Sabka Vishwas (LDR) Scheme – Initiation of enquiry after 30 June 2019 not fatal for filing declaration under voluntary disclosure category: The Bombay High Court has held that an enquiry or investigation or audit initiated post 30 June 2019 would not act as a bar to filing of declaration under the voluntary disclosure category of Sabka Vishwas (Legacy Dispute Resolution) Scheme, 2019. The Court was of the view that if clauses (e) and (f) of Section 125 of the Finance (No.2) Act, 2019 are to be read in a harmonious manner then logically it follows that the enquiry or investigation or audit referred to in clause (f) (i) would necessarily have to be initiated on or before 30 June 2019, i.e. before the cut-off date of the scheme. Question No. 39 and the answer thereto in the FAQs released by the CBIC was also relied for this purpose. The department had earlier rejected the declaration under the Scheme as the same was filed after the enquiry was initiated against the assessee in December 2019. (New India Civil Erectors Pvt. Ltd. v. Union of India – 2021 TIOL 618 HC MUM )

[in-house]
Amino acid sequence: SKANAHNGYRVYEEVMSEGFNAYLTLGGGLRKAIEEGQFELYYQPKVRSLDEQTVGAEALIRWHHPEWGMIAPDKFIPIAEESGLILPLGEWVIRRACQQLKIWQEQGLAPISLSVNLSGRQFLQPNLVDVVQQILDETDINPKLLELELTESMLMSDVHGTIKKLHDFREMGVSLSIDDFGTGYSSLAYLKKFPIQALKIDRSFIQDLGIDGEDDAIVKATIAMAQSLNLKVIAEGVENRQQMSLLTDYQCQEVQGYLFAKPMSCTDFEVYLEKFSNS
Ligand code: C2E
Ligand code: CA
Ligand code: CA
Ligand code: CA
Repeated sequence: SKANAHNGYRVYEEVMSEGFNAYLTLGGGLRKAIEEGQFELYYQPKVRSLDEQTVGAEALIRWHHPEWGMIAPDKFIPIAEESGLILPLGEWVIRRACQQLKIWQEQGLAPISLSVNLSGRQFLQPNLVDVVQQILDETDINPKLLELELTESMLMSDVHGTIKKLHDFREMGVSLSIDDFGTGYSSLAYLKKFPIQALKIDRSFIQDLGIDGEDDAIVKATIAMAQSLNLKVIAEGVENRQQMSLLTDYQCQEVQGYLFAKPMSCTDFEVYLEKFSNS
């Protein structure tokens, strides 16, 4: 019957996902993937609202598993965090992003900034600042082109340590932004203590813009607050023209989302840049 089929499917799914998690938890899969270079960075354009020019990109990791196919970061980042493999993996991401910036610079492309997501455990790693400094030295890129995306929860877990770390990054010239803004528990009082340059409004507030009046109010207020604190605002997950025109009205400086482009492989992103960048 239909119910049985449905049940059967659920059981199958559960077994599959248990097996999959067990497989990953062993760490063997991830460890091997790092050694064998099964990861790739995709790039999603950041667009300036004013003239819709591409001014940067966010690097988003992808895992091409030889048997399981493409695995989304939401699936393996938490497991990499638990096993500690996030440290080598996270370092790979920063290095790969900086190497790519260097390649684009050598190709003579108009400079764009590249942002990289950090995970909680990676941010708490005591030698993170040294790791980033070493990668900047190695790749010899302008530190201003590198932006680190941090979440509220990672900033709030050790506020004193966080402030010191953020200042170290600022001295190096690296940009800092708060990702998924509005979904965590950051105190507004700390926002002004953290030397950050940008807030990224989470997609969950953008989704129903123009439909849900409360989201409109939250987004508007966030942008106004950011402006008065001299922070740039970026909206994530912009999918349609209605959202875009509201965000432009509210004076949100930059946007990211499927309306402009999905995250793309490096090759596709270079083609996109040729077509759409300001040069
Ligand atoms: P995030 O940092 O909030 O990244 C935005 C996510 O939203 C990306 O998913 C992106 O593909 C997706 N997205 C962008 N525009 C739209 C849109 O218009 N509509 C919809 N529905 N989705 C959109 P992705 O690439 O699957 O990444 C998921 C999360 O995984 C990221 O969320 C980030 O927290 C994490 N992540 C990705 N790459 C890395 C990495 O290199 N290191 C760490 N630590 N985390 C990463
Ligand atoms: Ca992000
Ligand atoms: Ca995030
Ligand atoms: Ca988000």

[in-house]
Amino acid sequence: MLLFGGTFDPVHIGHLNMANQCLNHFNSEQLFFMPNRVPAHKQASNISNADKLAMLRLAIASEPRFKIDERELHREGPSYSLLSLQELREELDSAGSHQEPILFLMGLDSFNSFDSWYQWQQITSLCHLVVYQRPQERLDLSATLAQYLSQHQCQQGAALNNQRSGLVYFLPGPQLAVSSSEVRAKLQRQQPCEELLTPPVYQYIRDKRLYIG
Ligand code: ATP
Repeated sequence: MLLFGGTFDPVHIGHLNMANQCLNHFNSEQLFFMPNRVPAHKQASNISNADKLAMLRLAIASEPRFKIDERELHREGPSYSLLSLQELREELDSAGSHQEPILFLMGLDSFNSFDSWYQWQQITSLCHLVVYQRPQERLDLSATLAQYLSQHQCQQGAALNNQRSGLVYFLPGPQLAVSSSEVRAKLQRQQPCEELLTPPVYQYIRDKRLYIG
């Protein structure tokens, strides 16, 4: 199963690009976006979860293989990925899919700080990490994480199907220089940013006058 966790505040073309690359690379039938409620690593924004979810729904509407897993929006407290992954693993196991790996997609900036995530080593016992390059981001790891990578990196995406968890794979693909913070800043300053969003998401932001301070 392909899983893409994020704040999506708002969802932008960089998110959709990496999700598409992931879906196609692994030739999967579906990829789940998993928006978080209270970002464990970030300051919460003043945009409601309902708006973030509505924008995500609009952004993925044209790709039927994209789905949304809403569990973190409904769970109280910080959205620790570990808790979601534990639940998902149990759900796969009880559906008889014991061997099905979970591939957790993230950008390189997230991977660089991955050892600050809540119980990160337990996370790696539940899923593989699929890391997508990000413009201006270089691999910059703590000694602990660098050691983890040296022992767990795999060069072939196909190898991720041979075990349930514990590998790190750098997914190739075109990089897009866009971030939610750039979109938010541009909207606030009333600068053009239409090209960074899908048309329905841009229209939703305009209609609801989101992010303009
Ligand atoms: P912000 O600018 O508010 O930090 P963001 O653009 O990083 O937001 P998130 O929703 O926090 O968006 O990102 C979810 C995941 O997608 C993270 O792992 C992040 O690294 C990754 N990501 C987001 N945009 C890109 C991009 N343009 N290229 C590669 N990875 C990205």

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CMA Rakesh Bhalla | 9779010685 | [email protected]

Information Source – M/s LKS, CBIC.gov.in., various internet websites including Income tax website, Dailyhunt, Deloitte, livemint.com, related links and various notifications, circulars, orders, press releases and other sources-many thanks to all.

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One Comment

  1. rajkuma singh says:

    It is very goods for Knowledge & upgrade new rules of income tax & gst related new rule so very much thank you tax guru team.